Locke’s account of substance has been debated extensively. Yet, it is indisputable that he regards the basic substance-affection taxonomy as a foundational and ineliminable part of his philosophical system. Ideas of substances and affections are basic categories of complex ideas (Essay II.xii.3). Some of our ideas are crucially ideas of “things subsisting by themselves” (Essay II.xii.6), while others “contain not in them the supposition of subsisting by themselves, but are considered as dependencies on or affections of substances” (Essay II.xii.4). Ideas of substances (e.g., apples) are not only “combinations of simple ideas [e.g., greenness]” but involve, crucially, the idea of a “substratum” in which the simple ideas subsist (Essay II.xii.6, II.xxiii.1). A notoriously challenging aspect of Locke’s theory of substance is that, while he insists we cannot help but suppose the existence of this substratum, he also insists that we “are perfectly ignorant” of its nature: the substratum is something we “know not what;” “the supposed, but unknown support of those qualities, we find existing, which we imagine cannot subsist, “sine re substante”, without something to support them” (II.xxiii.2).24

The substratum of a substance bears the substance’s powers, and the idea of power is in fact a “principal ingredient” in the idea of any substance (II.xxi.3). Locke’s account of the idea of power is no less controversial than his account of the idea of substance. For our purposes, what is most significant is that Locke traces this idea back to experience:

The mind being every day informed, by the senses, of the alteration of those simple ideas it observes in things without, and taking notice how one comes to an end, and ceases to be, and another begins to exist, which was not before; reflecting also on what passes within himself, and observing a constant change of its ideas . . . and concluding from what it has so constantly observed to have been, that the like changes will for the future be made in the same things by like agents, and by the like ways; considers in one thing the possibility of having any of its simple ideas changed, and in another the possibility of making that change: and so comes by that idea which we call power. (Essay II.xxi.1)

The experience at the root of the idea of power is the experience of ‘alteration,’ ‘change,’ ‘ceasing to be,’ and ‘beginning to exist,’ as, for instance, when we watch fire melt a piece of gold, or the sun blanch a piece of wax (Essay II.xxi.1). Locke also posits this experience as the origin of the related idea of cause and effect (Essay II.xxvi.1). Locke’s views on the exact character of this experience are ambiguous, but scholars have argued that the experience is not an experience simply of one thing succeeding another, as Hume would have it, but of a distinct empirical datum, namely, action or change.25 It seems plausible that Locke also has this experience in mind in his proof of the causal maxim in his letter to the Bishop of Worcester, discussed earlier, where he argues that “the idea of beginning to be, is necessarily connected with the idea of some operation; and the idea of operation, with the idea of something operating, which we call a cause” (1697: 135). The passages from the Essay indicate that “the idea of beginning to be” derives from the experiences just described.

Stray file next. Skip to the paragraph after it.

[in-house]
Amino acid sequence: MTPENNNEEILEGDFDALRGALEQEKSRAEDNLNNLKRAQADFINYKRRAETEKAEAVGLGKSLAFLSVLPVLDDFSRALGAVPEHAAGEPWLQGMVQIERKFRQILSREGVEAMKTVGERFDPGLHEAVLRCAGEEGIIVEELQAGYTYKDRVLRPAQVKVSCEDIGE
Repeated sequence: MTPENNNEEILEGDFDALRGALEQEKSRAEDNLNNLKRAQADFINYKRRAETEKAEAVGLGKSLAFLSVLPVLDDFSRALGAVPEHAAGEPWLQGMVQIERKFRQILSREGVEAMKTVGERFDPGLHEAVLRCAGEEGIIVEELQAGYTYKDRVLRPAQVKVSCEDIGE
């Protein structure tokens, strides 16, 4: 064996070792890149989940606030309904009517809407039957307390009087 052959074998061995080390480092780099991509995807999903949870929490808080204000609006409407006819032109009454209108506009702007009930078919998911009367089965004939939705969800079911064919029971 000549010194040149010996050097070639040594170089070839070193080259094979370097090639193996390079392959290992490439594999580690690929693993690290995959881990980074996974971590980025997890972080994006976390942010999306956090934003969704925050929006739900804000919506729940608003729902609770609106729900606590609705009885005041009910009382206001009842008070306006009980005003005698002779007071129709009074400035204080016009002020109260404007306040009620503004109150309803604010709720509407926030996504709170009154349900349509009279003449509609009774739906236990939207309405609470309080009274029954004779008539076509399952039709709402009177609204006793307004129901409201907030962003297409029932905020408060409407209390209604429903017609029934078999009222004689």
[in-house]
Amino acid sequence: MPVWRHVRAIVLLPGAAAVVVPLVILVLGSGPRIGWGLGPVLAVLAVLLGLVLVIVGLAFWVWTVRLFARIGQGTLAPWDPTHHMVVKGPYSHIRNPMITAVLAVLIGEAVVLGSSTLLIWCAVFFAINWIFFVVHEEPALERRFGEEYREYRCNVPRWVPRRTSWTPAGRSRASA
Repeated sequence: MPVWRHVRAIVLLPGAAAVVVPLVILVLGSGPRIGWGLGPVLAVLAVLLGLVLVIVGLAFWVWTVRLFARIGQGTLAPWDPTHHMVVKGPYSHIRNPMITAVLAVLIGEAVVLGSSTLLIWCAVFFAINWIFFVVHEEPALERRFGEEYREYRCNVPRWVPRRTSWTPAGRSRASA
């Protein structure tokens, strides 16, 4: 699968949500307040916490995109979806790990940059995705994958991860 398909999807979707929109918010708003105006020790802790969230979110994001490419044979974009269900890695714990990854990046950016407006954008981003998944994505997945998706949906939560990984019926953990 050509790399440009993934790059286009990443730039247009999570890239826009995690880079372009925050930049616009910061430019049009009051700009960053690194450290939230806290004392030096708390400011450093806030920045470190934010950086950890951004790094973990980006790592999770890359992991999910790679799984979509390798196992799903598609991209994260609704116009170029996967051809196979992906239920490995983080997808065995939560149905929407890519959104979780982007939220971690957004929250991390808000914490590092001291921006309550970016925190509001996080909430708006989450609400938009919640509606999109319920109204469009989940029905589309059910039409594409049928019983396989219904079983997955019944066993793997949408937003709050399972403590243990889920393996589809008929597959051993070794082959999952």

It is a thorny question how exactly, on Locke’s view, these experiences lead the mind to “come by” the idea of power.26 I cannot delve into this question here. What I want to propose is that Shepherd is picking up on Locke’s attempt to derive the idea of a beginning of existence and the proof of the causal maxim from these experiences. A crucial move in her attempt, and one that Locke does not seem to employ, at least not as explicitly, is the application of substance metaphysics to the idea of a beginning of existence. Ultimately, Shepherd uses the same empirical data as Locke to argue that beginnings of existences are affections, and, as such, they cannot exist by themselves, but depend on a substance for their existence.

3.3. Shepherd’s Appeal to Substance Metaphysics

To begin to understand the justification for Shepherd’s premises, it is important to pay close attention to her invocation of substance metaphysics. Here, I am following Bolton’s observation that Shepherd’s proof “depends largely on the thesis that things that begin to exist are in the category of qualities” (2010: 248) and that her theory of causation “is an adaptation of the Aristotelian ontology of substances and accidents” (2010: 247). Bolton does not develop these points further, but I believe they merit further development, especially in relation to the question of how Shepherd’s premises are justified.

There is significant textual evidence that Shepherd, like Locke before her, has a substance metaphysics, and that it in fact plays a crucial role in her proof of the maxim. Consider Shepherd’s formulation of her proof in the following passages:

A beginning of existence is “the quality of an object which must be in existence to possess it.” (ERCE 35–36)

The action of beginning any existence would therefore appear as a quality of self, or the accident of a continuing existence; and it would be a manifest contradiction, to predicate of such a quality its self-existence. (EPEU xiii)

The beginning of every thing is but a change of that which is already in existence. . . . Changes therefore require beings already in existence, of which they are the affections or qualities. (EPEU 170–71)

If any particular quality were supposed to begin of itself, the following contradiction would arise, viz. that the beginning of existence, which is a quality of being, could belong to a being not yet in existence. (EPEU 290)